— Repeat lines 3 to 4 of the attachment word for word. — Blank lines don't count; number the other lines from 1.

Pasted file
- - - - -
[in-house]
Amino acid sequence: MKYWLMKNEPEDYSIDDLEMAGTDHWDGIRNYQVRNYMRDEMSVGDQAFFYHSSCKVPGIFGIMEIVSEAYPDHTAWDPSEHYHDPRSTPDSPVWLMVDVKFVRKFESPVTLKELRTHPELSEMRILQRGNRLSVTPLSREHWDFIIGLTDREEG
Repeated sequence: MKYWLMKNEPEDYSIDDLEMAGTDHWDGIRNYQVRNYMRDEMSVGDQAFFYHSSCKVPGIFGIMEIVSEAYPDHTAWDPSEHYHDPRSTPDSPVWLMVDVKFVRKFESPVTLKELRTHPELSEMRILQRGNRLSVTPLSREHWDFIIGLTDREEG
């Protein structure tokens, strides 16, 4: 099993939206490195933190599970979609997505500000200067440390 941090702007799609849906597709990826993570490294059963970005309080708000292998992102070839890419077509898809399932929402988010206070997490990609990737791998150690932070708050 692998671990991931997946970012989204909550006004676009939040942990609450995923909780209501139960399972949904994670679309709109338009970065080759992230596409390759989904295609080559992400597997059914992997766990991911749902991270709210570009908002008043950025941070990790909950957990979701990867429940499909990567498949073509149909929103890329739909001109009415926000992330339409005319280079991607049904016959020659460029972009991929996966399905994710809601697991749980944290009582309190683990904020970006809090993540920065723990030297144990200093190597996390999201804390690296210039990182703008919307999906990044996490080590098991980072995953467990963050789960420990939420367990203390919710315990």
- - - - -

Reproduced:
Repeated sequence: MKYWLMKNEPEDYSIDDLEMAGTDHWDGIRNYQVRNYMRDEMSVGDQAFFYHSSCKVPGIFGIMEIVSEAYPDHTAWDPSEHYHDPRSTPDSPVWLMVDVKFVRKFESPVTLKELRTHPELSEMRILQRGNRLSVTPLSREHWDFIIGLTDREEG
């Protein structure tokens, strides 16, 4: 099993939206490195933190599970979609997505500000200067440390 941090702007799609849906597709990826993570490294059963970005309080708000292998992102070839890419077509898809399932929402988010206070997490990609990737791998150690932070708050 692998671990991931997946970012989204909550006004676009939040942990609450995923909780209501139960399972949904994670679309709109338009970065080759992230596409390759989904295609080559992400597997059914992997766990991911749902991270709210570009908002008043950025941070990790909950957990979701990867429940499909990567498949073509149909929103890329739909001109009415926000992330339409005319280079991607049904016959020659460029972009991929996966399905994710809601697991749980944290009582309190683990904020970006809090993540920065723990030297144990200093190597996390999201804390690296210039990182703008919307999906990044996490080590098991980072995953467990963050789960420990939420367990203390919710315990």